I have a confession to make. I really like Passover. And, although I realize that I may be banished from the “cool table” at lunch for admitting this, I even like matzah. I like the crunch, the simple flavor, the nostalgic memories of childhood seders that it evokes as the subtle umami washes over the back of my tongue. I like the horseradish root (usually raw) and the biting mixture of sweet and spicy in Hillel’s sandwich of charoset and bitter herbs. The man hit upon a great idea. Why no one has commercialized it is most likely an unfortunate residual stigma of its religious time and place. “Yeah…uh…I’ll have a Hillel sandwich, small fries, and a diet Coke. To go, please.” No, I can’t see it happening either.
I suppose I’m still riding the glow of the seders. With any luck, I’ll be able to ride that glow through the rest of the week.
Riding that enthusiasm all the way to the end is definitely a challenge. Despite my love of the holiday, by day four I have re-evaluated all my personal values, I have taken stock in all my blessings, I have squeezed every bit of relevancy out of the book of Exodus , and, most importantly, I have eaten up all the good leftovers. Suddenly, I am faced with flagging enthusiasm matched with diminishing creativity, and, as I stare at the carton of eggs in the refrigerator, I am left with that nagging thought, “Is this all really worth it?”
For those of you who have never kept Passover, or never kept it beyond reducing your donut intake from three per day to two, Passover is not simply about unleavened bread. The laws of Passover have evolved over the millennia to not only include breads made with wheat, barley, rye, spelt, or oats, but basically any product made from the grain that has not been baked and processed as matzah. The Ashkenazi (Eastern European) tradition could never leave well enough alone, and added corn, rice, millet and legumes to the list, along with all of their associated products. If you ever wondered why there is such a booming Passover food industry, just consider all the commercial foods that contain corn starch, corn sweeteners, or grain vinegar. Even if you mix and match traditions (allowing legumes but not allowing corn or rice, allowing corn and rice but not allowing wheat, barley, rye, spelt, or oats), keeping kosher for Passover is a major ordeal. It takes commitment, planning, and BELIEF. Not necessarily a belief in a divine covenant or retribution, but rather a belief that you are tapping into something spiritually important. Correction…something spiritually critical.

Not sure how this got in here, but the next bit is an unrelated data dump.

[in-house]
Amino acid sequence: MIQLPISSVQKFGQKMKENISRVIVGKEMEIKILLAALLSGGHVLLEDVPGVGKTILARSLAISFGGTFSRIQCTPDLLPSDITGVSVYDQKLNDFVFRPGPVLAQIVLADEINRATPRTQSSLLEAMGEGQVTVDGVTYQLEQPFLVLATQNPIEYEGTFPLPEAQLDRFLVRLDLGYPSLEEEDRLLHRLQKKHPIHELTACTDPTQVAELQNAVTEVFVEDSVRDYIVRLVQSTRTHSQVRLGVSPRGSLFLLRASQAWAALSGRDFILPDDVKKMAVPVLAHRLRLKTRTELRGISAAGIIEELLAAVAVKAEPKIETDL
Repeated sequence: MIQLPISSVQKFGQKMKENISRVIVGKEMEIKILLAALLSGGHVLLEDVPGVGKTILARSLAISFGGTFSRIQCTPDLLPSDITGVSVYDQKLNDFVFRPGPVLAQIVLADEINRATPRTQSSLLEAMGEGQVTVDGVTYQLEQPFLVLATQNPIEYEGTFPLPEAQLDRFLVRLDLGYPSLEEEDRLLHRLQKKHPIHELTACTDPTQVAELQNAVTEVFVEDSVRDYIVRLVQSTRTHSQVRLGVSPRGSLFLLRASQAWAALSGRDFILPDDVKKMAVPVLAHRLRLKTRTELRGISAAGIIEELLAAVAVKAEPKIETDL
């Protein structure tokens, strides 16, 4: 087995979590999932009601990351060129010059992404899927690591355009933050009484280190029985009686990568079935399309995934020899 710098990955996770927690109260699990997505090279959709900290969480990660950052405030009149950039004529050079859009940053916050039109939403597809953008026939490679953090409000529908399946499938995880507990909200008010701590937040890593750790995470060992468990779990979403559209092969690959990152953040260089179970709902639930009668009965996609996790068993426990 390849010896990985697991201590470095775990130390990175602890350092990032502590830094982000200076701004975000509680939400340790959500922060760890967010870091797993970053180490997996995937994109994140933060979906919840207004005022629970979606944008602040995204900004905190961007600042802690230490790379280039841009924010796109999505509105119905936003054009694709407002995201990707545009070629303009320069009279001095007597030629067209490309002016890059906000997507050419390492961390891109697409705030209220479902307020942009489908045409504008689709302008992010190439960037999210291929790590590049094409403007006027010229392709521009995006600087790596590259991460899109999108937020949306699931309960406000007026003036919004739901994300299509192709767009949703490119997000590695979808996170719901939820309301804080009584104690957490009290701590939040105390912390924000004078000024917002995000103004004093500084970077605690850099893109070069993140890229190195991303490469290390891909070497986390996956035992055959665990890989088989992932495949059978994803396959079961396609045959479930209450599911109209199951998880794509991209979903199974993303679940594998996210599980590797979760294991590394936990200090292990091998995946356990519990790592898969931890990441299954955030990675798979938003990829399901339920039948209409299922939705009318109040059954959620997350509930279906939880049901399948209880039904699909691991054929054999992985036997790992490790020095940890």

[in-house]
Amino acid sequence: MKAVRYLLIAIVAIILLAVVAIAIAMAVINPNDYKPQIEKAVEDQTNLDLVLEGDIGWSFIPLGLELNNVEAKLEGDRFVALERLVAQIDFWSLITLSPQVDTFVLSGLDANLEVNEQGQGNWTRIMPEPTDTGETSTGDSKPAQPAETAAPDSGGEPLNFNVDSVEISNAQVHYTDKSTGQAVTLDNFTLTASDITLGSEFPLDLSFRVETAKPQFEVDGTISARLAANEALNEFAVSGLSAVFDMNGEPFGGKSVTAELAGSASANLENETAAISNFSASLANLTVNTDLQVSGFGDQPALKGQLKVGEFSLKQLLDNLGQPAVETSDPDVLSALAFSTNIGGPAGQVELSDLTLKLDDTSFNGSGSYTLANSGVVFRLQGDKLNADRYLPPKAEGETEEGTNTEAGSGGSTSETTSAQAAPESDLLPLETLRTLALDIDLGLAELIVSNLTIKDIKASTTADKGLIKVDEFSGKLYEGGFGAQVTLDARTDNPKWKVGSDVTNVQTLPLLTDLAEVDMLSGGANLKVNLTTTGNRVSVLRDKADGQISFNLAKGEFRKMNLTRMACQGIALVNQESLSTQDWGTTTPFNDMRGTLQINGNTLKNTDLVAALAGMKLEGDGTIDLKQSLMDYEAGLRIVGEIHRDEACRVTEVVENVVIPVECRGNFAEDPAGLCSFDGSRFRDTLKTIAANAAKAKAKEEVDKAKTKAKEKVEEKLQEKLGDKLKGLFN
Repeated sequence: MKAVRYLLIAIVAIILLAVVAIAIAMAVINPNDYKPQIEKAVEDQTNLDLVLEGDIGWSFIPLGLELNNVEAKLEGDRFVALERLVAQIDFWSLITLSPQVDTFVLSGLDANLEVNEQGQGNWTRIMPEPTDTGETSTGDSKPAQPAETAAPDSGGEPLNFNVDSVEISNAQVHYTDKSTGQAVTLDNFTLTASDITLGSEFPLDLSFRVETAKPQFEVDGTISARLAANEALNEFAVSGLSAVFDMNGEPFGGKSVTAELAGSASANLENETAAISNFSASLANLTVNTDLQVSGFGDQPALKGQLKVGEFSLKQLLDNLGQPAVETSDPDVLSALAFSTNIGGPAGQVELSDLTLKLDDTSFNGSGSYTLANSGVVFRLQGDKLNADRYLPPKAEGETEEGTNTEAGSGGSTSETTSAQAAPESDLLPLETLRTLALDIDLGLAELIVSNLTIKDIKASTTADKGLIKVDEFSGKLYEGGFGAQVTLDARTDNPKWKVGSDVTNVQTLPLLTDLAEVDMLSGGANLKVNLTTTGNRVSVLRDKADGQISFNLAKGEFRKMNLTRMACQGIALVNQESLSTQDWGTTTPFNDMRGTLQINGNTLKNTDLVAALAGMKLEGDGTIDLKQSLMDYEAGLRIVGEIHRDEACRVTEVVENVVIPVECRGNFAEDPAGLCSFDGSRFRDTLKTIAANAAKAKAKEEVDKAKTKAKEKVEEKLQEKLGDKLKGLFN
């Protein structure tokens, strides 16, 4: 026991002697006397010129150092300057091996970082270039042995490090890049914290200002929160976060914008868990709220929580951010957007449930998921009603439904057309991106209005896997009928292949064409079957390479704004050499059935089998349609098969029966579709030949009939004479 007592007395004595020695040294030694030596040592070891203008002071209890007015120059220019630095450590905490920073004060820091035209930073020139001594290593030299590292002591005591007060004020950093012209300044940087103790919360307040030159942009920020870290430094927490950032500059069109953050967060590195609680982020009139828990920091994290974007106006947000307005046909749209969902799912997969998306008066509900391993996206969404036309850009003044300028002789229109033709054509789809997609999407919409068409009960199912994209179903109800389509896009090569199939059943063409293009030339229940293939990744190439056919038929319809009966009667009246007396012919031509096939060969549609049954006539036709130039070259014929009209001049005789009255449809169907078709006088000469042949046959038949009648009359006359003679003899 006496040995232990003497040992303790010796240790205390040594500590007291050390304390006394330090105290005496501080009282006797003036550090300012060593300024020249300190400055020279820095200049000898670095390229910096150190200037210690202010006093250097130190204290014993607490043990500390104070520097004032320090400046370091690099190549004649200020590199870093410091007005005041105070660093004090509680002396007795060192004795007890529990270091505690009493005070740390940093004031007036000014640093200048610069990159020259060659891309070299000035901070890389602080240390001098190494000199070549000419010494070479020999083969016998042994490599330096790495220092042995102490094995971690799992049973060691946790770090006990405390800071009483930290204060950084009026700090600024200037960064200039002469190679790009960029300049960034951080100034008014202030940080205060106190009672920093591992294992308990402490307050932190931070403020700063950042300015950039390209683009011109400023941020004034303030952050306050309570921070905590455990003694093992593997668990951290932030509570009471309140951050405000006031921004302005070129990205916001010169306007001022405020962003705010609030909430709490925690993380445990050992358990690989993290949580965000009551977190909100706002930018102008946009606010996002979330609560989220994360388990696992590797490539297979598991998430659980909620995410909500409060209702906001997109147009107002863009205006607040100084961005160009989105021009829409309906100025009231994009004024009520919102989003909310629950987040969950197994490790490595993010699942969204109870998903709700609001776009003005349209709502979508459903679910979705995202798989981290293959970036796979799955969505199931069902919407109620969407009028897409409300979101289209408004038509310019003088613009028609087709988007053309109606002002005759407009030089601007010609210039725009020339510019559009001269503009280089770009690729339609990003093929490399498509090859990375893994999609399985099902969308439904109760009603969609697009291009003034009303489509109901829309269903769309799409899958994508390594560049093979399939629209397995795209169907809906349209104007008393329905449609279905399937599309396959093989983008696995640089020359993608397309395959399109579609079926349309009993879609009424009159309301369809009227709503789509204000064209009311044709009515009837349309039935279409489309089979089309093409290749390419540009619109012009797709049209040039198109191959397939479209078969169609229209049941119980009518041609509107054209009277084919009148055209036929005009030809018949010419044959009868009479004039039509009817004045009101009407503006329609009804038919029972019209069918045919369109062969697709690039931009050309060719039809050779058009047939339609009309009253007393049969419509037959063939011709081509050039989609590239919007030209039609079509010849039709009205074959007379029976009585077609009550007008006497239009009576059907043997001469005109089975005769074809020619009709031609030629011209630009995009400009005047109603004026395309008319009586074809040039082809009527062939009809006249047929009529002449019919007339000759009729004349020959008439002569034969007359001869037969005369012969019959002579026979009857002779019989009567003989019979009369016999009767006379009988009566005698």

At its core, Passover is about freedom: freedom from slavery, freedom from oppression, freedom from absolute control. And yet, it isn’t until maybe the fourth day, the spiritual hump day of the Passover week, do we truly start to understand the meaning of the holiday. It is only after we start fantasizing about thick crust pizza, only after we find ourselves slowing our pace as we walk through the bakery aisle at the grocery, only after we consider pulling the bottle of Karo corn syrup off the shelf, ripping off the top, inserting a straw, and going to town, do we realize that we are still slaves ourselves. We are slaves of convenience, slaves of habit, slaves of routine. We have relinquished control of our lives, and we rarely stop to appreciate our connection to the world until we do something as simple as remove all grain products for a week. The more complex your world, the more you will be thrown for a loop.
So, stop. Take note. Feel the world spinning out of control for a minute. Then pull yourself out of your complacency, and reach deep into yourself for that spark of creativity and that resurgence of enthusiasm.
Now, if you’ll excuse me, I need to go prepare dinner. I have no idea what I’m going to make, but I’m sure it will come to me in time. And I'm sure it will be delicious.